Interview: The growing importance of app data

Aidan Fitzpatrick

by Aidan Fitzpatrick

I was interviewed recently by WebCertain TV on the importance of app data, and we talked about scaling up and the genesis of Reincubate.

The transcript is as follows:

Welcome back to I’m Gemma Houghton. Today I’m joined by Aidan Fitzpatrick, founder of Reincubate, an app data startup. He is here to talk to us about app data and importance of it, as well as the challenges and exciting opportunities of being a startup. Hi, Aidan! Thanks for being here.

Hi, Gemma! Thanks for having me.

What Reincubate does

Firstly, you mentioned that your company is providing software to help recover app data and gain insights from apps. What exactly is app data and why is it useful?

Sure, it sounds broad, doesn’t it? App data is information that’s created by apps. There are many apps out there. I think that the type that people are most familiar with are on mobile devices, on your Android, on your Apple phone.
There also is a new generation of apps that are coming out with Internet of Things devices. There are apps that we’ll see in autonomous cars and vehicles. There are apps that we’ll see around augmented and virtual reality. All of these different bits of technology are creating data that is really quite valuable and has a number of different purposes.
What we help to do is we help companies and individuals tap into that data so that they can create value around it. That may be a consumer, that may be a quite a simple transaction where for instance you’ve lost a photograph, you’ve lost a contact, a phone number, a message.
Or it may be the where we're working with an organisation – we help them in a number of different areas. It might be for instance market research – helping them to understand more about how people use the web, or work with adverts. That may be e-discovery – helping organisations to tap into data that flows through the company. And there is a number of other spaces. The law enforcement and forensics obviously come up a fair amount.

Does this work that people can access data from their own app? Or is this information that can be pulled… data points that can be pulled from other apps? How does that work?

Generally, we’re helping organisations get information from a set of apps which they haven’t necessarily built themselves. The information almost always belongs to the consumer. Organisations, when they do this, they have to be transparent. They have to work with the consumer’s approval. But it's generally where the consumers will opt-in to a program that allows an organisation to deliver functionality to them.

So there’s a lot of opportunity I guess to get really good insights from the way people behave, what people are interested in, trends that are happening – all of that kind of information that you otherwise wouldn’t have access to.

There are all sorts of use cases. We work a fair amount in the consent-based parental monitory industry, where we power a number of US startups to build technology products like that. They might have for instance an application that enables a parent to understand whether or not their child is at risk. They may then use our technology and layer over technology to find evidence of cyber bullying or sexting or something like that. That is one of many use cases that we see.

So it is very broad and it isn’t just about understanding what makes somebody buy a product from a website. It’s beyond that.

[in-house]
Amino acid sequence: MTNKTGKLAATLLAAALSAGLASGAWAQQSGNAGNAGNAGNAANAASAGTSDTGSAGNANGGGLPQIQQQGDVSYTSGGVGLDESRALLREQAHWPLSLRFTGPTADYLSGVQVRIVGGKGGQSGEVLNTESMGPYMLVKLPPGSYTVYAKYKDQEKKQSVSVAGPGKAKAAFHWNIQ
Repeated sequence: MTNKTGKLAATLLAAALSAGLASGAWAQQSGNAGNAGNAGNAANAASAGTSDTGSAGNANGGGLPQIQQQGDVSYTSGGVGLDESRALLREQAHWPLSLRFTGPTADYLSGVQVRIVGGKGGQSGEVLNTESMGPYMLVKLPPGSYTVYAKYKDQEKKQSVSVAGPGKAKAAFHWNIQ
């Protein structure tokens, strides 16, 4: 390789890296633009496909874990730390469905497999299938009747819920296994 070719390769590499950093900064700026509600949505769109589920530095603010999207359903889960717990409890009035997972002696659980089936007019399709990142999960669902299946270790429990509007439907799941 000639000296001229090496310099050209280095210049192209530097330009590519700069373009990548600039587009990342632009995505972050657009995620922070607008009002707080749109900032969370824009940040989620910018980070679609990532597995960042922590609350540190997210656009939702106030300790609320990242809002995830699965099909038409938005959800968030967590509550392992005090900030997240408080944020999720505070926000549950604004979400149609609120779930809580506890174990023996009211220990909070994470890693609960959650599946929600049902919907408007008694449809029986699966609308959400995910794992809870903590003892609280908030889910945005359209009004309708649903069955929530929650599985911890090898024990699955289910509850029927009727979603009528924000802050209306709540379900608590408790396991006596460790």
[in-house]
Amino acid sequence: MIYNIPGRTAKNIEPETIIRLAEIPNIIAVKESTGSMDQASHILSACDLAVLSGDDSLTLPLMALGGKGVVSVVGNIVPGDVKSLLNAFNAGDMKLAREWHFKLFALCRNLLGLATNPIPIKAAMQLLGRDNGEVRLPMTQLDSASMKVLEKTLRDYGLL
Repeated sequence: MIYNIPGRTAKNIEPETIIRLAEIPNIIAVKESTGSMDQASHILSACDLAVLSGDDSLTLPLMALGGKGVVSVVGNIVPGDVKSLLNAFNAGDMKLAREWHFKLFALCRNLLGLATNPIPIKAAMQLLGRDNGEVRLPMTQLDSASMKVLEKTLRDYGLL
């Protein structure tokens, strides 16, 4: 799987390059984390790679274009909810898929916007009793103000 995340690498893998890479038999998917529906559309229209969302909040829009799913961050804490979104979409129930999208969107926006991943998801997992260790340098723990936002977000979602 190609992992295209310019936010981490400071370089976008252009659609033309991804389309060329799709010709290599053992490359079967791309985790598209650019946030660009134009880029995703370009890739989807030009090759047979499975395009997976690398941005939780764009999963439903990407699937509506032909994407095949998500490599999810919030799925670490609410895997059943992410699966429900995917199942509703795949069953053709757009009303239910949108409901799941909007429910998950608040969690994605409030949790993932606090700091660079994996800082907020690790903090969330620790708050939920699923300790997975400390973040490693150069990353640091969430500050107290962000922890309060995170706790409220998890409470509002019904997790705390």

Absolutely. We are the cogs that power other companies layering this technology on top.

The genesis of Reincubate

What made you decide to go into this space in the first place? Did you see a big gap in the market for this kind of approach?

I’ve been building technology throughout my career. I’ve been involved in a number of different startups, both in starting them and, more recently, in investing in them. This was actually originally an accidental business in terms of its genesis.

The best ones often are.

Yeah. I was a very early iPhone adopter. When iOS 2 came out a long time ago, back in 2008, the upgrade process lost all my data. I lost all of my contacts, I lost my notes. I had some information on the device that I really wanted.
That weekend I stalked the flat up with a lot of tea, a lot of sweets and I wrote code. I was an engineer early in my career. Eventually, I managed to get my data back. I put the script online so that people could download it. Within a short space of time, I was deluged by people wanting support with this. I’d come home from work – I had another job at that time, a different startup business – and I would answer 20 or 30 e-mails every night.
This went on. After the second week, I said, “Look. I can’t keep doing this. How can I discourage people from contacting me?”

Yeah, “This isn’t actually my job.”

Absolutely. I had a very serious role at the time. I thought what I’d do is I’d put a price on this. That would discourage people reaching out. So I said, “If you wire me $25 with PayPal, I’ll build you your own version of software which will work for you.” I thought this was the end of my problems, they would go quiet.
Unfortunately, it got worse. The short version is we did close to million dollars in our first 18 months. I had a substantial problem on my hands, which is a lot of demand that we were able to satisfy. It went from there. We started off in the consumer space, helping individuals. A lot of it was around phones being lost, broken, stolen.

Dropped down in the toilet – the usual...

No end of that. And then more recently, we turned to enterprise, looking at how we could help them.

Quite an interesting story that I think a lot of people would always assume that to come up with something like this there is a lot of development, that the idea has to brew for many years. Actually, it turns out that often the most simple things are what people are looking for answers for, and that’s the way to do it.
From that initial starting point, once you realised this is a business and there’s a demand for this, how did you then go from it being something that people just contacting you, doing yourself to becoming an actual business and marketing it, I guess, and reaching out to these bigger organisations?